Richard Weinberg has been a successful actor, singer, competitive ballroom dancer, Broadway “angel,” and film and television producer, but his first foray into entertainment did not bode well.
He signed up for a speech class in high school and floundered, receiving a D grade. “And that was only because my teacher liked me,” Weinberg laughs.
But the elusive magic of connecting with a live audience had cast its spell.
He decided not to follow the family tradition of attending nearby Northwestern University and enrolled in the BFA program at USC School of Dramatic Arts (then, the Division of Drama) in the early 1970s.
It was the beginning of a relationship that has continued for five decades, including his 14-year service on the board of councilors, his last nine years as chair.
A casting breakdown couldn’t describe a better board candidate. He has extensive industry experience working at Columbia Pictures Entertainment and CBS and serving on the boards of Savoy Pictures Entertainment and the Sundance Institute. As founder and president of Omneity Entertainment, Inc., he has invested in some of Broadway’s biggest hits, including The Producers, Hairspray and A Gentleman’s Guide to Love and Murder. Weinberg also is the savvy president of a private investment firm, Judd Enterprises, Inc., and a renowned philanthropist who has lent his time and talents to a raft of nonprofits, including traveling around the globe to meet world leaders while on the American Jewish Committee’s National Board of Governors.
After his initial unhappy experience in speech class, he discovered dance. His family took annual pilgrimages from Chicago to Broadway to see musicals, and when he was 16, he was transfixed by No, No Nanette and its spectacular tap numbers. The hockey and soccer athlete was concerned with what his peers would think about him taking dance lessons, and so his father, in a lovely gesture, said he would take the lessons with him. “That’s what gave me the courage to start,” Weinberg says. “And I still tap.”
In recent years, he added competitive ballroom dancing to his repertoire. He started out taking salsa lessons so he wouldn’t embarrass himself at a venue filled with Latin dancers, “and before I knew it, I was learning 14 different dance styles.” He and dance partner Tommye Giacchino recently stopped competing, but not before winning several U.S. titles, including the U.S. Nine Dance Championship, where they competed in waltz, tango, foxtrot, Viennese waltz, cha-cha, rhumba, swing, bolero and mambo. “Again, it was the lure of live performance,” he says. “You learn how to work an audience and work with an audience. And, it’s got to be two people moving as one.”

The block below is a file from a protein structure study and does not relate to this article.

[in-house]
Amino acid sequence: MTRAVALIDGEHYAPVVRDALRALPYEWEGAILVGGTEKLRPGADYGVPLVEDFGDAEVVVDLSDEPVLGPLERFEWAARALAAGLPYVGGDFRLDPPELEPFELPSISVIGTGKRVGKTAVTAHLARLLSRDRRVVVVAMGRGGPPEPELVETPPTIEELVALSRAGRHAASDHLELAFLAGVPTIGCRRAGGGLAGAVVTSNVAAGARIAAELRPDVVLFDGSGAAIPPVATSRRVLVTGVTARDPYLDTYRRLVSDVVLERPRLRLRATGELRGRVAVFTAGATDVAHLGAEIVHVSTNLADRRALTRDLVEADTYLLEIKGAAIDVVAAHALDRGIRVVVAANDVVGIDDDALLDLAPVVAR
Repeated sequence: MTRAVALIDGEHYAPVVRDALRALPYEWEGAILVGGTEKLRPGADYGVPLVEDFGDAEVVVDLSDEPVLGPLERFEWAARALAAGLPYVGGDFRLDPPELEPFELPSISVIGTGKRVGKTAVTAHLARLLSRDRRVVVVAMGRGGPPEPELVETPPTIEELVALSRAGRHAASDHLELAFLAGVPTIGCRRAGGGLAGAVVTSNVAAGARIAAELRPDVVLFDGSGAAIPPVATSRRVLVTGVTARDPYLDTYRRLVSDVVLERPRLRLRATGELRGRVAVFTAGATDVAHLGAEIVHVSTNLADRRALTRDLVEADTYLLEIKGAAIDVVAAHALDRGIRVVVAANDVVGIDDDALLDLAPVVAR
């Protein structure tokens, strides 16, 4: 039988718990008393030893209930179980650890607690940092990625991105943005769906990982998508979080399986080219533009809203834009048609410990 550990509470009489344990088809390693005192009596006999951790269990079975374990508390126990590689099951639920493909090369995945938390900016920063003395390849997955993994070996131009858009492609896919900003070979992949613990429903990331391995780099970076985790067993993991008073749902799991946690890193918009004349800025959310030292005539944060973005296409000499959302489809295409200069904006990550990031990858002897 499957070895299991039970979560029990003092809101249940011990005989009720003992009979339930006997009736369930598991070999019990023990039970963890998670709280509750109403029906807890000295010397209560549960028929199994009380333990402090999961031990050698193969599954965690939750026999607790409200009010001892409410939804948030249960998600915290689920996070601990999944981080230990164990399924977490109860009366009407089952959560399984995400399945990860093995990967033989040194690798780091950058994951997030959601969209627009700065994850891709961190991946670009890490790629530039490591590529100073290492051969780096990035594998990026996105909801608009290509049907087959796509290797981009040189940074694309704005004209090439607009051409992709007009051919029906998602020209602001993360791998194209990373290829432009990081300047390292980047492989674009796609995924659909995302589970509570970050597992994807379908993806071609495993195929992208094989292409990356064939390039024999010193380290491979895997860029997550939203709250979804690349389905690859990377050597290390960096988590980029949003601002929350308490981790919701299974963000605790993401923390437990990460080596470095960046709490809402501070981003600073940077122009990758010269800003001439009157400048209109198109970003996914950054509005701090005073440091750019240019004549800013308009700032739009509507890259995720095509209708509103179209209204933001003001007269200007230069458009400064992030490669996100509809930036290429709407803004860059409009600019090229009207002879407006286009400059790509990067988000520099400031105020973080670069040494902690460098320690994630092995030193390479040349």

The multi-hyphenate has a sense of style to match his unorthodox résumé. The day Callboard interviewed him in his stunning North Michigan Avenue offices, he was wearing blue framed glasses, a flowered blue tie, blue plaid sport coat, blue horizontal striped shirt with a white collar, light blue socks and blue shoes. “I usually match,” he admits.
Weinberg is generous with crediting USC for helping him get over his early fear of performing and fulfill his desire to connect with an audience. His freshman acting teacher, Mary Carver (who had studied with the great Uta Hagen) showed him “how to be comfortable making a fool of yourself in public,” how to look others squarely in the eye and how to feel at ease on stage.
In his senior year, in 1975, he traveled to the Edinburgh Fringe Festival under John Blankenchip’s tutelage. He and fellow USC actors did a grueling 22 performances a week in repertory for three weeks, and Weinberg easily recalls the names of the musicals and plays: Gypsy, Dames at Sea, The Martian Chronicles, Small Craft Warnings and American Primitive.
“I love theatre,” says Weinberg. “It’s too easy to say there’s nothing like it. The enduring appeal is the relationship between the performer and the audience. The same way they say you don’t step into the same river twice, you really never see the same theatre performance twice.”
Former Dramatic Arts Dean Robert R. Scales was responsible for bringing Weinberg to the Board of Councilors. When Madeline Puzo was dean, she asked him to become chair. He also chaired the School’s first fundraising gala, a hugely successful celebration honoring Robert Redford, and was able to attract industry insiders — producers, casting agents, entertainment attorneys — to the board.
Now that he has stepped down from the board, he continues to support the School financially and with his praise.
“The School of Dramatic Arts has a wonderful program and extraordinary faculty,” he says. “And it continues to get better. There’s much more of an understanding of the business side of entertainment now and what students will face on the outside.”
This story appears in the 2016 Callboard.